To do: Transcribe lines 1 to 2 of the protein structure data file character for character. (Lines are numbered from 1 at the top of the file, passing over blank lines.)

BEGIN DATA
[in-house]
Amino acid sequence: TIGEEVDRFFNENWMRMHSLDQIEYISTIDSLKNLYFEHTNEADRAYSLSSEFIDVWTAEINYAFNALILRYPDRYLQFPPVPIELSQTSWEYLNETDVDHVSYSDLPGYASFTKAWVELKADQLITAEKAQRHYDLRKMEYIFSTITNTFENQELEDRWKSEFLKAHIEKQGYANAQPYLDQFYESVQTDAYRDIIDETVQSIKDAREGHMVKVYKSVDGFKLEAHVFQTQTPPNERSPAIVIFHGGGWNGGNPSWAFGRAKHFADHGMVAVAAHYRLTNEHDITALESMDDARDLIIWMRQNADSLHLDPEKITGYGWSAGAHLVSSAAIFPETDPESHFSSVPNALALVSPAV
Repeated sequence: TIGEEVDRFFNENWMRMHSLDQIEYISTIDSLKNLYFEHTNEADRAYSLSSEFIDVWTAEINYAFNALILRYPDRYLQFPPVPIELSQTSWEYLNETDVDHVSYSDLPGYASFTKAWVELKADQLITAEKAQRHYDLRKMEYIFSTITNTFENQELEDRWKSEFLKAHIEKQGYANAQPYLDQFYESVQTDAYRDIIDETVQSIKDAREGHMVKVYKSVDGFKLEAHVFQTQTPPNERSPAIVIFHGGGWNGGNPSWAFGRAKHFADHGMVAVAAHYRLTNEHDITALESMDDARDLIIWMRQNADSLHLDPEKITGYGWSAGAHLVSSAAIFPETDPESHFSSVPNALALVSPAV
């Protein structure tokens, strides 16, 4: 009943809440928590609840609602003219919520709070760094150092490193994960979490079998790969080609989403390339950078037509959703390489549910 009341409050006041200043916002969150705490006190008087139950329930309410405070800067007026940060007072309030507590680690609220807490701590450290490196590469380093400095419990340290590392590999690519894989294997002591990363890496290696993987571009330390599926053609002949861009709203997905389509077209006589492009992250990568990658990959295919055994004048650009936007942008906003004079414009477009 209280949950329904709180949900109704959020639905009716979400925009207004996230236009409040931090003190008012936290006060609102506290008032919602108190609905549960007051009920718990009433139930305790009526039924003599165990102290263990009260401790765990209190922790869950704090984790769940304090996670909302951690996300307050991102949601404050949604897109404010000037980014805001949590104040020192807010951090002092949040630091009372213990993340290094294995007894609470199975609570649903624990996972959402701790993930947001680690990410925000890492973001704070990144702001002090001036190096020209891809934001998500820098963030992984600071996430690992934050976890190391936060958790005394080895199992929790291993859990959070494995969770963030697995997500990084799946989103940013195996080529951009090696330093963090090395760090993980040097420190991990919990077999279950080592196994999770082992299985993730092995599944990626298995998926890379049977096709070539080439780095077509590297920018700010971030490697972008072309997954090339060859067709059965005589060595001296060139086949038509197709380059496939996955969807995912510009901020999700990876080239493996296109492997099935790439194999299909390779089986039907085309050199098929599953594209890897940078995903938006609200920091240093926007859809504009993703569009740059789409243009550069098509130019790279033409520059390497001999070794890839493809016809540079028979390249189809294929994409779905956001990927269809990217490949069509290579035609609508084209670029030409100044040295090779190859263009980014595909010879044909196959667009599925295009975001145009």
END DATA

[in-house]
Amino acid sequence: TIGEEVDRFFNENWMRMHSLDQIEYISTIDSLKNLYFEHTNEADRAYSLSSEFIDVWTAEINYAFNALILRYPDRYLQFPPVPIELSQTSWEYLNETDVDHVSYSDLPGYASFTKAWVELKADQLITAEKAQRHYDLRKMEYIFSTITNTFENQELEDRWKSEFLKAHIEKQGYANAQPYLDQFYESVQTDAYRDIIDETVQSIKDAREGHMVKVYKSVDGFKLEAHVFQTQTPPNERSPAIVIFHGGGWNGGNPSWAFGRAKHFADHGMVAVAAHYRLTNEHDITALESMDDARDLIIWMRQNADSLHLDPEKITGYGWSAGAHLVSSAAIFPETDPESHFSSVPNALALVSPAV